With Brent crude climbing steadily towards $130 per barrel, fears of an economic slowdown and even a slip into recession have reared their heads among traders.
Oil prices soared as soon as Russia invaded Ukraine. As the conflict escalated and the West began implementing sanctions on Moscow, fears grew over potential action against Russia’s oil industry, which supplies around 7 percent of the world’s crude and is the biggest exporter of crude oil and oil products taken together.
The United States, the world’s largest oil consumer as well as producer, booked an inflation rate of 7.5 percent for January—the highest in almost 40 years—and analysts now expect this to have risen closer to 8 percent in February.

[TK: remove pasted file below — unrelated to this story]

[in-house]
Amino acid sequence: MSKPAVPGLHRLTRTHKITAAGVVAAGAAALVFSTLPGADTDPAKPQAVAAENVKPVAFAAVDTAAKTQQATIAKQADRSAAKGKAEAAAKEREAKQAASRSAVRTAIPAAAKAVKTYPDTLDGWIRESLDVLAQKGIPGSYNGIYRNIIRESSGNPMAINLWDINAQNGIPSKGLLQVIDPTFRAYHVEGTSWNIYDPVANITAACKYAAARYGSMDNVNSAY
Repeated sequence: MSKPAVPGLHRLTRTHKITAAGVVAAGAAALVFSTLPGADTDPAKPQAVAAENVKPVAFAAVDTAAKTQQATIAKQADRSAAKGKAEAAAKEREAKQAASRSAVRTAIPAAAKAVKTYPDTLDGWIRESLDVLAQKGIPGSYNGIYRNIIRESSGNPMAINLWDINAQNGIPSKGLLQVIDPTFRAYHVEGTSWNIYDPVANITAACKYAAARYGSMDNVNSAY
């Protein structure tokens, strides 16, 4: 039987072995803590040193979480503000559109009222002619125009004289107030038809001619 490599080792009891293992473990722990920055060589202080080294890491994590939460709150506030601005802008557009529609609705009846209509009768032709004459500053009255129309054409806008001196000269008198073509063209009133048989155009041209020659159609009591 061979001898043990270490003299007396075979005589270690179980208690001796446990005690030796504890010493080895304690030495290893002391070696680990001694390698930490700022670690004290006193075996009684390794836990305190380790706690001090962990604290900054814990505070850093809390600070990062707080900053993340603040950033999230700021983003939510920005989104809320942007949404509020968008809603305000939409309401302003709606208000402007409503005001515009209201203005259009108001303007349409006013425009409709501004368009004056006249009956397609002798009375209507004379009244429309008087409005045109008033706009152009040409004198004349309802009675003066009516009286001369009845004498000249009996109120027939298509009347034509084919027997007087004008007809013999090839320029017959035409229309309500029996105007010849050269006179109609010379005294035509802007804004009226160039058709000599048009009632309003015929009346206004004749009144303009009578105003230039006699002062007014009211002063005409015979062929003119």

Meanwhile, wheat prices hit a record high amid the Russian-Ukraine conflict as the two are major exporters. Russia, the world’s largest exporter of the staple, has been heavily sanctioned in ways that make it a challenge to lift wheat cargos from the country. The 50-percent jump in wheat prices since the start of the invasion is making wheat more unaffordable.
This is not the end of the rally for oil, according to some analysts. Giovanni Staunovo from UBS, for instance, forecast oil could stabilize around $125 per barrel unless the war drags on, in which case disruptions to global supply would persist, pushing oil to $150 per barrel.
The way things are going now, $200 per barrel is a clear possibility, according to Jeffrey Gundlach from investment firm DoubleLine. He said that it was time to admit the U.S. was going into stagflation, and the latest increase in gas prices was only the beginning of the pain.